Colombia's second-largest oil pipeline has been taken offline by a rebel attack which spilled crude oil into the Bojaba river, this is the fourteenth such attack this year.
While no group has claimed responsibility for the attack, the authorities suspect the ELN (National Liberation Army) rebel group.
The Cano-Limon Covenas pipeline, run by state-owned Ecopetrol, was bombed at a 485-kilometer section that runs near the border with Venezuela in Arauca province, Reuters reported. Pumping of crude into the pipeline has been halted, according to Ecopetrol.
The pipeline has a 210,000 barrel per day capacity, and transits crude produced by U.S.-based Occidental Petroleum to the port of Covenas in the Caribbean, which is the country's main export facility. The Cano Limon oilfields, operated by Occidental, account for 30 percent of Colombia's total oil output.
There are two major rebel groups operating in Colombia: FARC (the Revolutionary Armed Forces of Colombia), the largest, and ELN, the second-largest.
A similar attack on the same pipeline in April was also attributed to the ELN.Related: Why Nevada Is The Next Lithium Hot Spot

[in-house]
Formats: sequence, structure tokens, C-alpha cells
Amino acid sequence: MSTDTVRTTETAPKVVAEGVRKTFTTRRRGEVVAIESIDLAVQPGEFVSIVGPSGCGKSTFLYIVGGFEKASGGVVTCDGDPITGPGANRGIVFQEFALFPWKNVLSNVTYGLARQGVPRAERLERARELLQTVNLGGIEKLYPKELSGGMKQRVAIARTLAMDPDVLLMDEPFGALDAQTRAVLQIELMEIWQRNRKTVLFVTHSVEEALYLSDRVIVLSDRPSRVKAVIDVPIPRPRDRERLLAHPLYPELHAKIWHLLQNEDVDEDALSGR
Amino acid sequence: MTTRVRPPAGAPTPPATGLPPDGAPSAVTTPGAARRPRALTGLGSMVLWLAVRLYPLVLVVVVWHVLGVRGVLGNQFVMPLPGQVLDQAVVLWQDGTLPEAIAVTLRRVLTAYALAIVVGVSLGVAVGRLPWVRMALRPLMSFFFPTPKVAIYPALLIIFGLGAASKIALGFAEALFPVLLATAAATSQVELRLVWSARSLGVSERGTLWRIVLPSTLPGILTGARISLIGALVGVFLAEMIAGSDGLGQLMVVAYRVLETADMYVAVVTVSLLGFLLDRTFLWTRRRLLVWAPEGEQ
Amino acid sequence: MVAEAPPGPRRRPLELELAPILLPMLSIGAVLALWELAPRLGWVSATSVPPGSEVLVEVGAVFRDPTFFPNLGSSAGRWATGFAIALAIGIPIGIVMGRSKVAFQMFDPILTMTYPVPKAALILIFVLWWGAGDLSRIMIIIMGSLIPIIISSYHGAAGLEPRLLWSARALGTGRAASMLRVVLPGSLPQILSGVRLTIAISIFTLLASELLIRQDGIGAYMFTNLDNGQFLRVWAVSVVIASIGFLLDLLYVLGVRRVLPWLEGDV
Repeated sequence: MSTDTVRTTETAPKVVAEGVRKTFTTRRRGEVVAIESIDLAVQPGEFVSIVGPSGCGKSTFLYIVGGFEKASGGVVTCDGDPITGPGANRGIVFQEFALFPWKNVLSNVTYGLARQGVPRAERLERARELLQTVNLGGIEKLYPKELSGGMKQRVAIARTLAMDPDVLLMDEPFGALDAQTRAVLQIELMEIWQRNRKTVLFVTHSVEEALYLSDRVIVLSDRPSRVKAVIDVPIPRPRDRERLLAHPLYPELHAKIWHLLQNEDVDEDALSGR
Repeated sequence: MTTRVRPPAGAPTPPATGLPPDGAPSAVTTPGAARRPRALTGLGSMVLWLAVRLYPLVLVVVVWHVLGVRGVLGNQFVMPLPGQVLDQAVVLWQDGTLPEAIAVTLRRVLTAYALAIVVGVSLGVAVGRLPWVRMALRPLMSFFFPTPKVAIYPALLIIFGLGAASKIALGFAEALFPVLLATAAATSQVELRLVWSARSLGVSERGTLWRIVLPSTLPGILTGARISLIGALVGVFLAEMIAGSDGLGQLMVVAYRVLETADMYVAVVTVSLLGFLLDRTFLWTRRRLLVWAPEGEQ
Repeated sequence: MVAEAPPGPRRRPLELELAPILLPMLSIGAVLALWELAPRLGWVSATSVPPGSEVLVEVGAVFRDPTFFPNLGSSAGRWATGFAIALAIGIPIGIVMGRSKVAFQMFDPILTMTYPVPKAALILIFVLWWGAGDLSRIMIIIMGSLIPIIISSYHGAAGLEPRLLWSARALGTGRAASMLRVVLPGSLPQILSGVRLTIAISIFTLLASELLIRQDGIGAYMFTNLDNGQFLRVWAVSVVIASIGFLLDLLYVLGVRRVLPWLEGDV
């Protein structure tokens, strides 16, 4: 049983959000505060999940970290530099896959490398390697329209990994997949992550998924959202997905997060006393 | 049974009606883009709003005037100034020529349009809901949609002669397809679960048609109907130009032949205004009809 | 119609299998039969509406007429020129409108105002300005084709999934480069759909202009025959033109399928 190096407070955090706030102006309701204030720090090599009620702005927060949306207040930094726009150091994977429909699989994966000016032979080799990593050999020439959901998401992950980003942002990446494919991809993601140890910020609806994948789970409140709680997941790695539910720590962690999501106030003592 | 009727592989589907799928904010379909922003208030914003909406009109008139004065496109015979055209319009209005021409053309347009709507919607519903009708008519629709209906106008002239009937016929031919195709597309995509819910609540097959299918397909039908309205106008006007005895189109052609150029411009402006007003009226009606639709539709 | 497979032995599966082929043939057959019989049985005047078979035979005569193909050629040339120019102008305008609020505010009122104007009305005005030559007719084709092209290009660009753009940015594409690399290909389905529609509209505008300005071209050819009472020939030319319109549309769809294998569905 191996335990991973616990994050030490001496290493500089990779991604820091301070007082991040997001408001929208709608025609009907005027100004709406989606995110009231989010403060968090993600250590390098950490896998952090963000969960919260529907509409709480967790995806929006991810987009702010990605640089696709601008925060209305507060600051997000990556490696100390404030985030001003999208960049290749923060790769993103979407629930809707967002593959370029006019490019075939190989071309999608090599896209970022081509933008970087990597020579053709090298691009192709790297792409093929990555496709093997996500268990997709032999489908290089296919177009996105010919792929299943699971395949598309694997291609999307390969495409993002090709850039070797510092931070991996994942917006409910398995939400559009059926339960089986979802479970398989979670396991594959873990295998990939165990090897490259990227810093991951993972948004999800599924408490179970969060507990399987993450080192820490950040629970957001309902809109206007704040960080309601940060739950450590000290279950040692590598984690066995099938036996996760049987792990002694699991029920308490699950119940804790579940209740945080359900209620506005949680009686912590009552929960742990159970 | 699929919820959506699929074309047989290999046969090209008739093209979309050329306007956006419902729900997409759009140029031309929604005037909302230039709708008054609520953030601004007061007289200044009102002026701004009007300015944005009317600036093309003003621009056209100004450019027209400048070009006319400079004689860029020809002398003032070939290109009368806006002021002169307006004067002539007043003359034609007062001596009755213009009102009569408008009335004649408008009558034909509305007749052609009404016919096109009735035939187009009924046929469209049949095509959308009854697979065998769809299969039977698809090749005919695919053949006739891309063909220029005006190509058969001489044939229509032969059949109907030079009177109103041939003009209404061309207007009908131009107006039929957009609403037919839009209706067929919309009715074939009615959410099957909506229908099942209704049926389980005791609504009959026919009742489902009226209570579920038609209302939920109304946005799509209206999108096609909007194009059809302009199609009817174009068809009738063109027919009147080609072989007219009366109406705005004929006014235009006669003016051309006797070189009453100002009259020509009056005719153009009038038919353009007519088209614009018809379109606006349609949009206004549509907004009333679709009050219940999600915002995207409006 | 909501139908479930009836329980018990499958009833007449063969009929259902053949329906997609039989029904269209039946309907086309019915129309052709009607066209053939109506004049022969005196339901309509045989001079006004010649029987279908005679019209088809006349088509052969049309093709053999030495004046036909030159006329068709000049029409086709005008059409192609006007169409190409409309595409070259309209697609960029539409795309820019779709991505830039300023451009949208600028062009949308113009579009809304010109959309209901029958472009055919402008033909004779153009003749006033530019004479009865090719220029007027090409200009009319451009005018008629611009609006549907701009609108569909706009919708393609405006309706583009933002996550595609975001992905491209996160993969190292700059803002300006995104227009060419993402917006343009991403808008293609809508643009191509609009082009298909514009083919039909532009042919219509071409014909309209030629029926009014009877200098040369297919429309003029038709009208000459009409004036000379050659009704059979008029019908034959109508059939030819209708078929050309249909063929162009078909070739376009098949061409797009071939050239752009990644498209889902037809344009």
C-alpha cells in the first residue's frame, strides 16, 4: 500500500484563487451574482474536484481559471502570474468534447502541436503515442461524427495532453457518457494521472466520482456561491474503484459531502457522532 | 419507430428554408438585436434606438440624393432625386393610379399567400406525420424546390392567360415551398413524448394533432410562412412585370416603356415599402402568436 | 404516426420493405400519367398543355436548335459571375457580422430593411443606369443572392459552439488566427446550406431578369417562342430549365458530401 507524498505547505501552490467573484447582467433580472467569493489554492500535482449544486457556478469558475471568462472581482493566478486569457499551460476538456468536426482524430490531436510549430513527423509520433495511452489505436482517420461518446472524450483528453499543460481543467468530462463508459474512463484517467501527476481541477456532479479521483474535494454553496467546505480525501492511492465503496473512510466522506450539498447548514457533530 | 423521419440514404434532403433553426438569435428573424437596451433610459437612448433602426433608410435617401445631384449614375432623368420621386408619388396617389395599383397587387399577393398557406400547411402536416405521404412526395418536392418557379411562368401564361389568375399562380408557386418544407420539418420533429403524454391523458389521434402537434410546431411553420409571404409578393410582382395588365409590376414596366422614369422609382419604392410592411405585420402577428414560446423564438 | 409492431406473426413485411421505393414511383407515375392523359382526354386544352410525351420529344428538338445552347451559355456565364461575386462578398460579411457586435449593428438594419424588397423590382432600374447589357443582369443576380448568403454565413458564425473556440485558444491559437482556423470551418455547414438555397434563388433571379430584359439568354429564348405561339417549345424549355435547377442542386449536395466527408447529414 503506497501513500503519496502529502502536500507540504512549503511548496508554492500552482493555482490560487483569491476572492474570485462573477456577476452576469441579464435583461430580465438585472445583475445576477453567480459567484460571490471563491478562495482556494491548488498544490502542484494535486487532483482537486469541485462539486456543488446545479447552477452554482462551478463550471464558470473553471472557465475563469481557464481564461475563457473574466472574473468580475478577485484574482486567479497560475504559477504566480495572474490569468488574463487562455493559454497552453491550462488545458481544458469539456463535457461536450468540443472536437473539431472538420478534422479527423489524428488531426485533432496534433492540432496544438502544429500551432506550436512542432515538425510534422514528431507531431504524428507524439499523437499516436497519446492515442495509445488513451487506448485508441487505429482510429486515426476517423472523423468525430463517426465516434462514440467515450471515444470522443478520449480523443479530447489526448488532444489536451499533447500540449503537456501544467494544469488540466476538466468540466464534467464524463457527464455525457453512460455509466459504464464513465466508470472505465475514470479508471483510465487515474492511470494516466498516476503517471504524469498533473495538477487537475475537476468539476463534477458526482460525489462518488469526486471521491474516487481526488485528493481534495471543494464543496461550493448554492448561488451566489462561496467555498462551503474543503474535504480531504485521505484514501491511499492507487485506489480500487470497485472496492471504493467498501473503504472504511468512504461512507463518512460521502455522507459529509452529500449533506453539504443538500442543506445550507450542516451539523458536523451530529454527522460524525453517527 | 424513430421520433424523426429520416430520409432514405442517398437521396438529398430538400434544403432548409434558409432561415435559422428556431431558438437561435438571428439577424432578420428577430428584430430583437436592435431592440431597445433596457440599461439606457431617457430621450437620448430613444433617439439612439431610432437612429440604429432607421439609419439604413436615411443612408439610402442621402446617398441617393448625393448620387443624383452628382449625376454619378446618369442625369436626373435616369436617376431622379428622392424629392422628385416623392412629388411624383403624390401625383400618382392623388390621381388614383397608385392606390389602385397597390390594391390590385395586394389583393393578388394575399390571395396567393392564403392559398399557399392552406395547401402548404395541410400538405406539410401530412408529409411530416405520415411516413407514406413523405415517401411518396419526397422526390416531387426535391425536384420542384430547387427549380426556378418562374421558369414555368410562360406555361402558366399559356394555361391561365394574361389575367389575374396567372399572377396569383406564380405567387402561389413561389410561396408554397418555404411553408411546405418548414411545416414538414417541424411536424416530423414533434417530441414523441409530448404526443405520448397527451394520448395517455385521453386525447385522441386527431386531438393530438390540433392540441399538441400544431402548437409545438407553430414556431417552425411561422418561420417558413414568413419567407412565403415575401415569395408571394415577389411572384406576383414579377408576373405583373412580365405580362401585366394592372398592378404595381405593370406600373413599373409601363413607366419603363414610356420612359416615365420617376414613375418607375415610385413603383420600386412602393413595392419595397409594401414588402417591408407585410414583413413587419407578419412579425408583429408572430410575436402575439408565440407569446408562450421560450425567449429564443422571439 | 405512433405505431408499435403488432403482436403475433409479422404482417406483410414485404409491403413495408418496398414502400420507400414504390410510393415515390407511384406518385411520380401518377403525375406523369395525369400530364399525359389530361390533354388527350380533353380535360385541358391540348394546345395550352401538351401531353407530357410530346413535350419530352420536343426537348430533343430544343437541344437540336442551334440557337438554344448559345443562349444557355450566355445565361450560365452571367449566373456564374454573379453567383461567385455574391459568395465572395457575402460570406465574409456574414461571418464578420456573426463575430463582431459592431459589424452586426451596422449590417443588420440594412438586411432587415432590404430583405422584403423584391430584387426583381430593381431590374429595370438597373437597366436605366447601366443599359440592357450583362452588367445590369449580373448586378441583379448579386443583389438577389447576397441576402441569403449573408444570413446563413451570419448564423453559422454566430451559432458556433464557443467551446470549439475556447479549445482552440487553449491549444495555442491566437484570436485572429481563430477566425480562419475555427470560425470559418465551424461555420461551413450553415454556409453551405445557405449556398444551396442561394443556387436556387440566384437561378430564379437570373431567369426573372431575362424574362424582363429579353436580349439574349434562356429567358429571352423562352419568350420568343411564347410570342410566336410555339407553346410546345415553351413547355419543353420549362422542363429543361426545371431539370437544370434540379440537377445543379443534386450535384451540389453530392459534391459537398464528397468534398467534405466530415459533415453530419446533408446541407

Suspicion is also resting on the ELN due to the status of peace talks between the government and the two rebel groups. While peace talks are proceeding with FARC, boosted to some extent by FARC's public renouncing of kidnapping in 2012, the ELN has refused to follow suit, making peace talks more challenging.
Rebel groups have been responsible for a significant drop in production in Colombia. In March, according to Bloomberg data, production dropped to 916,000 barrels per day, down 8 percent from December 2015, while daily crude exports slid 14 percent from the previous month.
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